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Council Votes to Protect Herring Inshore
September 29, 2006
At the urging of the CHOIR Coalition, the New England Fishery Management Council voted 12-2 to reduce the 2007 inshore herring.
Heeding the advice of fishermen and the CHOIR Coalition, the New England Fishery Management Council (Council) demonstrated a proactive approach to managing the region’s important herring resource. The Council voted to reduce the amount of Atlantic herring that could be harvested from the inshore Gulf of Maine. Prior to yesterday’s decision, the Council had indicated that it would permit 60,000 metric tons of the resource to be removed from the management Area known as 1A. Such a substantial projected harvest alarmed a variety of stakeholders throughout New England who called upon the Council to take a more precautionary approach when setting the inshore catch limit.
The CHOIR Coalition, the Coalition for the Atlantic Herring Fishery’s Orderly, Informed and Responsible Long Term Development, along with other concerned fishermen and coastal residents, encouraged the Council to adopt a 45,000 metric ton harvest limit. After much debate, a compromise alternative of 50,000 metric tons was offered and subsequently adopted.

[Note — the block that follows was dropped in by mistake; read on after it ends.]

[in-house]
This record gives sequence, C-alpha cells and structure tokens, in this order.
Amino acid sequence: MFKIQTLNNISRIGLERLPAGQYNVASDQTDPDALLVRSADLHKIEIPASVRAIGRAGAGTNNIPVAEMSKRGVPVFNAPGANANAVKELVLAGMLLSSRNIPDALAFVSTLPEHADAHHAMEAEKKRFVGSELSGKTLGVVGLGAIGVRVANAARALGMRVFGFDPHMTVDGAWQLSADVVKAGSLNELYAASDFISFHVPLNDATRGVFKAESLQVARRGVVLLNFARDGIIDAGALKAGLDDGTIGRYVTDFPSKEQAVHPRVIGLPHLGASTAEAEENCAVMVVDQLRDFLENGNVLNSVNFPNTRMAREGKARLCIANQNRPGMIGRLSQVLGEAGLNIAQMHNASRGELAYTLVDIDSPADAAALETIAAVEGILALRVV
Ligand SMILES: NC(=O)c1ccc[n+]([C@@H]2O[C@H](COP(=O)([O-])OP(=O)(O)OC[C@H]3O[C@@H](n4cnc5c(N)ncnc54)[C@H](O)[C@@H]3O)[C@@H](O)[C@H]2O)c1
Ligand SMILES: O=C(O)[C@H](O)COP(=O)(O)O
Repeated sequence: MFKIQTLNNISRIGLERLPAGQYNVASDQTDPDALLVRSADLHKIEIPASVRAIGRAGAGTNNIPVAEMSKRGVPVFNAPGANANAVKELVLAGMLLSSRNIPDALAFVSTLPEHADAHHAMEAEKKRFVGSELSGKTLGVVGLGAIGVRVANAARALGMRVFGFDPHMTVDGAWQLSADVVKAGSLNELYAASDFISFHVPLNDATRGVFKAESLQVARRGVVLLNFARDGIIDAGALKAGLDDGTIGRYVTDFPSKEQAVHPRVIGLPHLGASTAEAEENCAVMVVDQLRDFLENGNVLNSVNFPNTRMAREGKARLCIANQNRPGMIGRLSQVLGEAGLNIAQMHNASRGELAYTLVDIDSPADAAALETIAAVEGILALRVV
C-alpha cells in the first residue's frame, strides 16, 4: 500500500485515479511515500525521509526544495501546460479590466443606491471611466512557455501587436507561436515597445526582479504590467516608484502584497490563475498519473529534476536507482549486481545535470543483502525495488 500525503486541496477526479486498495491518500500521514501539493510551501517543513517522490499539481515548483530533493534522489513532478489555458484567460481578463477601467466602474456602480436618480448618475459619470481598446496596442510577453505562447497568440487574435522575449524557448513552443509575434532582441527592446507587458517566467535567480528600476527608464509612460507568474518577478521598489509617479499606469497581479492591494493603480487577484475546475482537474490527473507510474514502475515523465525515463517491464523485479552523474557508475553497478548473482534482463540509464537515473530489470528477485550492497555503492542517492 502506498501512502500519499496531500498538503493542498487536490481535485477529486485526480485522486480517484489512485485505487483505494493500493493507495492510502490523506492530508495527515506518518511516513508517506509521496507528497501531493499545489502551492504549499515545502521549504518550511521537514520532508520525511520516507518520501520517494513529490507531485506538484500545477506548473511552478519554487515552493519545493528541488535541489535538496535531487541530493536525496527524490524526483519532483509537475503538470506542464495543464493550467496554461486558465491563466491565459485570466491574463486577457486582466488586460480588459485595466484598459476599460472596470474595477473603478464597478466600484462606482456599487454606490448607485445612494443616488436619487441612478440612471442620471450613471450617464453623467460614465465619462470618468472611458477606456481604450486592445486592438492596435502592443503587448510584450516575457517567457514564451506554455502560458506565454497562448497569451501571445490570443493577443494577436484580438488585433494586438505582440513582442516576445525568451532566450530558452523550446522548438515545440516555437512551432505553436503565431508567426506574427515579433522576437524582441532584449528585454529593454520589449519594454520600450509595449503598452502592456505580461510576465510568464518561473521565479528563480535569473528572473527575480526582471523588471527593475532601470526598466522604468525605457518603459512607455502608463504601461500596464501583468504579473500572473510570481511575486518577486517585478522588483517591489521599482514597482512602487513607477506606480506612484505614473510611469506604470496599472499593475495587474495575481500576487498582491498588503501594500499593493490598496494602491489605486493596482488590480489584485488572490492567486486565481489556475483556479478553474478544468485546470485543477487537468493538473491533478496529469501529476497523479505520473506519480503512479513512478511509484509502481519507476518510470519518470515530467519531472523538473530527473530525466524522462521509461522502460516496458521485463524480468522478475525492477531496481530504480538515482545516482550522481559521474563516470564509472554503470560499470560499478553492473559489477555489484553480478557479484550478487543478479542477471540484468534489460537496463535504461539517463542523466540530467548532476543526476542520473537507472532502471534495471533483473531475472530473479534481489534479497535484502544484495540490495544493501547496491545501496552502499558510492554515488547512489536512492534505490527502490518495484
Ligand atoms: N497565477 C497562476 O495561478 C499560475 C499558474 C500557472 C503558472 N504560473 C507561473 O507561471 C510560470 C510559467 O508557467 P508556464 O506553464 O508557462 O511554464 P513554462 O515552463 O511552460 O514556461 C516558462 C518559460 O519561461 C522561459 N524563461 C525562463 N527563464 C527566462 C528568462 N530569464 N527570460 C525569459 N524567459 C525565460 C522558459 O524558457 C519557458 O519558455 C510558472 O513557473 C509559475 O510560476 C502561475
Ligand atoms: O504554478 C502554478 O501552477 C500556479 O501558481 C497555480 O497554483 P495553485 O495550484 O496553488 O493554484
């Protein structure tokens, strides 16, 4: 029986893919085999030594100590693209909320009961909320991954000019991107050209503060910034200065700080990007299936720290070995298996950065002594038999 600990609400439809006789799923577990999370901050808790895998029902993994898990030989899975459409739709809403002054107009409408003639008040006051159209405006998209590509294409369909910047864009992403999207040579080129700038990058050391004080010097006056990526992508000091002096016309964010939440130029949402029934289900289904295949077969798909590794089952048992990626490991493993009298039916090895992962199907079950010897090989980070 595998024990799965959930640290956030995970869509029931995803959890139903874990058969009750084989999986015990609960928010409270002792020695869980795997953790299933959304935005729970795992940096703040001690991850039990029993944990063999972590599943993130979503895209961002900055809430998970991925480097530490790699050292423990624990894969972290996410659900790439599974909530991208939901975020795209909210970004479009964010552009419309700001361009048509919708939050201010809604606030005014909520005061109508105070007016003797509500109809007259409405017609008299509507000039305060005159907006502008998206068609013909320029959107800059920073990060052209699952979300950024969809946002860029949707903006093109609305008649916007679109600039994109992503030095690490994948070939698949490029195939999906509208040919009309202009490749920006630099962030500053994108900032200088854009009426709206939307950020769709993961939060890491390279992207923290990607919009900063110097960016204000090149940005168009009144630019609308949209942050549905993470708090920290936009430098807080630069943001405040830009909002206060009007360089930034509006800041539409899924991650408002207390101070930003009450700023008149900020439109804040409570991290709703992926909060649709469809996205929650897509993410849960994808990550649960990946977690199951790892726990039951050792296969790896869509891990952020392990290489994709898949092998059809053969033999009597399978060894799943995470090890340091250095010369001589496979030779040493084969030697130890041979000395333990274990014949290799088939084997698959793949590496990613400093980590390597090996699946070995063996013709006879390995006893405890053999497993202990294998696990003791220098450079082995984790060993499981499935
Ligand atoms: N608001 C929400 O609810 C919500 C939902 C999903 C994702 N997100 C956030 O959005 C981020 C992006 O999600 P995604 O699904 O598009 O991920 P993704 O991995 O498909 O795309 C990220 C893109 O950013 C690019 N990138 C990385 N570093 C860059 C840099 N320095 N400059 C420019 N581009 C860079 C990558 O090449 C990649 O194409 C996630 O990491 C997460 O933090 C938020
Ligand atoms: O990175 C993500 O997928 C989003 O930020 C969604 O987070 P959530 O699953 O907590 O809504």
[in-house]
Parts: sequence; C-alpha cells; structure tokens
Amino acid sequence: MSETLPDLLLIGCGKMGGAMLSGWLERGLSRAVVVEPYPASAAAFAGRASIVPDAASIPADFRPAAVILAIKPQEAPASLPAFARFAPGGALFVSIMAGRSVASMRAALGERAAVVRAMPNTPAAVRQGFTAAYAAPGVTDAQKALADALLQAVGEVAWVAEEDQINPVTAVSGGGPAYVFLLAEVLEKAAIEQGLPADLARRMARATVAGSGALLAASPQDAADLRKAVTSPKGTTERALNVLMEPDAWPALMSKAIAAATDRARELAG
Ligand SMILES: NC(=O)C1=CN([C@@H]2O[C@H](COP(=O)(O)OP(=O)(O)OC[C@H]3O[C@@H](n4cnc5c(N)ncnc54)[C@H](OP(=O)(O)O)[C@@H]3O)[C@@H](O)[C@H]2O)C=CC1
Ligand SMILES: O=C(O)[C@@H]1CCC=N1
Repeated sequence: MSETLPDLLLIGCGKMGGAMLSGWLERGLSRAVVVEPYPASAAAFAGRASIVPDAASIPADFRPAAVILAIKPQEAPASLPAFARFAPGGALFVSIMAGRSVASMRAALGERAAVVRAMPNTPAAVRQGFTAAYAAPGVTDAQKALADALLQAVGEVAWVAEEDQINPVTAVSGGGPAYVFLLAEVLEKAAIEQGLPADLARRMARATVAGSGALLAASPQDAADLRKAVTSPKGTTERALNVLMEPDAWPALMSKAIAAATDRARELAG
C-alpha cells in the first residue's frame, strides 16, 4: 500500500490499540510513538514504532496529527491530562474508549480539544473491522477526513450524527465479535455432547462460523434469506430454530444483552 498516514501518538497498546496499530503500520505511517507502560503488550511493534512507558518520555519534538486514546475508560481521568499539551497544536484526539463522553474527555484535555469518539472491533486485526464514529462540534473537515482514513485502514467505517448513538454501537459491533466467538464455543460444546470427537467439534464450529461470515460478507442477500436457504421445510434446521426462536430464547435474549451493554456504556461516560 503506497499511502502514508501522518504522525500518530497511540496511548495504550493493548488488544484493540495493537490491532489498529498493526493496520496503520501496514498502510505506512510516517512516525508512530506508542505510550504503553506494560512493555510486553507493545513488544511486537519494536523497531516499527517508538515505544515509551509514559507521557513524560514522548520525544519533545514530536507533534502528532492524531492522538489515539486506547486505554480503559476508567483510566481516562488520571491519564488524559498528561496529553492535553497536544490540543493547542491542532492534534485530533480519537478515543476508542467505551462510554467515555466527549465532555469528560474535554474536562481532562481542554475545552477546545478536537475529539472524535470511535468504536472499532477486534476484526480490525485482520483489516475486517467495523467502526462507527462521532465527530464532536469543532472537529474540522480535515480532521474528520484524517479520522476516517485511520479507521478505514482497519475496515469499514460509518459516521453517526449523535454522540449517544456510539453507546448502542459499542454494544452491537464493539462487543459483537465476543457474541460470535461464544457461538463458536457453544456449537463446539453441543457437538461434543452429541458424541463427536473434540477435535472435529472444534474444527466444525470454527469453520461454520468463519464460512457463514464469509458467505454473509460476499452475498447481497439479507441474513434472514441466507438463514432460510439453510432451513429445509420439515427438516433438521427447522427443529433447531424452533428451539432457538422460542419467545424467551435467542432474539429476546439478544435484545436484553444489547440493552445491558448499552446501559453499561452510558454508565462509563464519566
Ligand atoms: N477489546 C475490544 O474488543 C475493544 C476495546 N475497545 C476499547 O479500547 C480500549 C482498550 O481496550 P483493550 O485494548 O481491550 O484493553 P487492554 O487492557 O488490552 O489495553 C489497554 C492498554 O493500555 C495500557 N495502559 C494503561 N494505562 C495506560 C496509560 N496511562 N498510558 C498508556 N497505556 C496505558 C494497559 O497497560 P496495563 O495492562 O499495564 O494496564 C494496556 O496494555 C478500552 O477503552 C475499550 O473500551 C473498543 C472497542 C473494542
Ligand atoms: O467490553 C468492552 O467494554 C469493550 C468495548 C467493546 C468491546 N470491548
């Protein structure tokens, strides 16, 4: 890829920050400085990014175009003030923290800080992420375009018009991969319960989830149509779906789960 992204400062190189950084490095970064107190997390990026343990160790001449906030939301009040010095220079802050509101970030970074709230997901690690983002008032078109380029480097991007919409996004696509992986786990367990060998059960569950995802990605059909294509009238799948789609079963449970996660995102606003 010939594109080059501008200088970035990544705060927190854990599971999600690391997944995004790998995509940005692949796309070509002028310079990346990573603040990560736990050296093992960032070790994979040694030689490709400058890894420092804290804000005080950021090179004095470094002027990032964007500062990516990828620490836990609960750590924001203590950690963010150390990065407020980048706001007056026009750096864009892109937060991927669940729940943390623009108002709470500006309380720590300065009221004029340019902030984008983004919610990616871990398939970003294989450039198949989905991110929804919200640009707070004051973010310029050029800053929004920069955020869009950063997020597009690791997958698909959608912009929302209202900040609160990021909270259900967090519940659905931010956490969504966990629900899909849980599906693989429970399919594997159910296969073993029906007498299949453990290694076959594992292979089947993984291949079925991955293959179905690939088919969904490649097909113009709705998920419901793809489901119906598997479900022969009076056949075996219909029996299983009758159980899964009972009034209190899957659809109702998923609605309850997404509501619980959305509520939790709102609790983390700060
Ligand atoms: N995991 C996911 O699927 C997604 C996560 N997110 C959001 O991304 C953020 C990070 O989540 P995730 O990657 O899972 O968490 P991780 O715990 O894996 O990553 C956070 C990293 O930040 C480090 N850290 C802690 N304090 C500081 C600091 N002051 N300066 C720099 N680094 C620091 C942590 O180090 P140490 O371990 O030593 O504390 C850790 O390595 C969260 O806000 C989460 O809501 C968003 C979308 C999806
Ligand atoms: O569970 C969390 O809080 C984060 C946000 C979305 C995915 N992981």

Fishermen from Maine and Massachusetts were pleased that the Council took a more conservation oriented approach to handling the herring situation inshore. For months, lobster, groundfish, and tuna fishermen have been concerned with the status of the Atlantic herring fishery.
“As a lobsterman, I rely on herring to be plentiful inshore in order to meet my bait needs,” said Mark Leach of Chatham, Massachusetts. “I am glad that the Council is going to try to protect the herring inshore and prevent the stock from collapsing and forcing me to go elsewhere for bait.”
Rich Burgess, a lifelong fisherman from Gloucester, was also pleased by the outcome of the vote. “I rely on healthy fish populations inshore to make my livelihood.In order to have healthy fish stocks inshore, we need to have an abundance of forage for the larger predators to eat. Herring is a main forage species for almost all of the fish I target. It’s very important that the Council protects herring stocks.”
Tuna fishermen in the Gulf of Maine have been consistent in their demand for the protection of inshore herring stocks. “Yesterday’s vote was a definite step in the right direction,” said Steve Weiner of the East Coast Tuna Association.“I am encouraged that the Council and the state of Maine want to make more responsible decisions and move towards a more sustainable harvest of herring.”
“When there isn’t enough herring inshore, the tuna go elsewhere,” added Dave Linney, a fisherman out of York Harbor, Maine. “The Council is doing the right thing by lowering the amount of herring that can be taken out of the inshore area. Management needs to air on the side of conservation to prevent the stock from collapsing. We need to leave enough herring in the water to reproduce and meet future forage and bait needs.”
CHOIR Coalition Chairman, Peter Baker, attended yesterday’s meeting and offered the following comment: “The Council should be commended for taking a precautionary approach in setting the inshore harvest level at 50,000 metric tons. An abundance of herring in Area 1A is crucial for the recovery of the valuable groundfish and tuna fisheries.Today’s vote also indicates the Council’s will to listen to the concerns put forth by a variety of fishermen and adopt measures that are best for the health of the entire inshore ecosystem.”